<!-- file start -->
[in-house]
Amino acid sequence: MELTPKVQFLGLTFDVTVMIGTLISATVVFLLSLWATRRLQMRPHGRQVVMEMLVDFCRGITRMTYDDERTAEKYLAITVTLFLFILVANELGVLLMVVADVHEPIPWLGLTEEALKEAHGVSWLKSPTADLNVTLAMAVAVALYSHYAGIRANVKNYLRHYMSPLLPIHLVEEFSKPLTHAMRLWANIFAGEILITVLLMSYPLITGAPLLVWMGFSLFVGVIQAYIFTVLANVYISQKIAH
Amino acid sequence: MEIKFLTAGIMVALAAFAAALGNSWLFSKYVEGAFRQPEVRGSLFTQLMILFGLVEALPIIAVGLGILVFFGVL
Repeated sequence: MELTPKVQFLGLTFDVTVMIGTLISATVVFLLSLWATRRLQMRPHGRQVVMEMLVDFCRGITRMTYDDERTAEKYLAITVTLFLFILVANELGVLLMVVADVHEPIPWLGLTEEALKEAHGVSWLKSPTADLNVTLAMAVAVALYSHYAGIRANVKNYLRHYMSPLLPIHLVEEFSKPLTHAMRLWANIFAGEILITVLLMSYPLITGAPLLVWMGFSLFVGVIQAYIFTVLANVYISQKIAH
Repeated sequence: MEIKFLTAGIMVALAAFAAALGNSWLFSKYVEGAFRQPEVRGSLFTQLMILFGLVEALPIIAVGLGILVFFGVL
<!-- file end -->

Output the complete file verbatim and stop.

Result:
[in-house]
Amino acid sequence: MELTPKVQFLGLTFDVTVMIGTLISATVVFLLSLWATRRLQMRPHGRQVVMEMLVDFCRGITRMTYDDERTAEKYLAITVTLFLFILVANELGVLLMVVADVHEPIPWLGLTEEALKEAHGVSWLKSPTADLNVTLAMAVAVALYSHYAGIRANVKNYLRHYMSPLLPIHLVEEFSKPLTHAMRLWANIFAGEILITVLLMSYPLITGAPLLVWMGFSLFVGVIQAYIFTVLANVYISQKIAH
Amino acid sequence: MEIKFLTAGIMVALAAFAAALGNSWLFSKYVEGAFRQPEVRGSLFTQLMILFGLVEALPIIAVGLGILVFFGVL
Repeated sequence: MELTPKVQFLGLTFDVTVMIGTLISATVVFLLSLWATRRLQMRPHGRQVVMEMLVDFCRGITRMTYDDERTAEKYLAITVTLFLFILVANELGVLLMVVADVHEPIPWLGLTEEALKEAHGVSWLKSPTADLNVTLAMAVAVALYSHYAGIRANVKNYLRHYMSPLLPIHLVEEFSKPLTHAMRLWANIFAGEILITVLLMSYPLITGAPLLVWMGFSLFVGVIQAYIFTVLANVYISQKIAH
Repeated sequence: MEIKFLTAGIMVALAAFAAALGNSWLFSKYVEGAFRQPEVRGSLFTQLMILFGLVEALPIIAVGLGILVFFGVL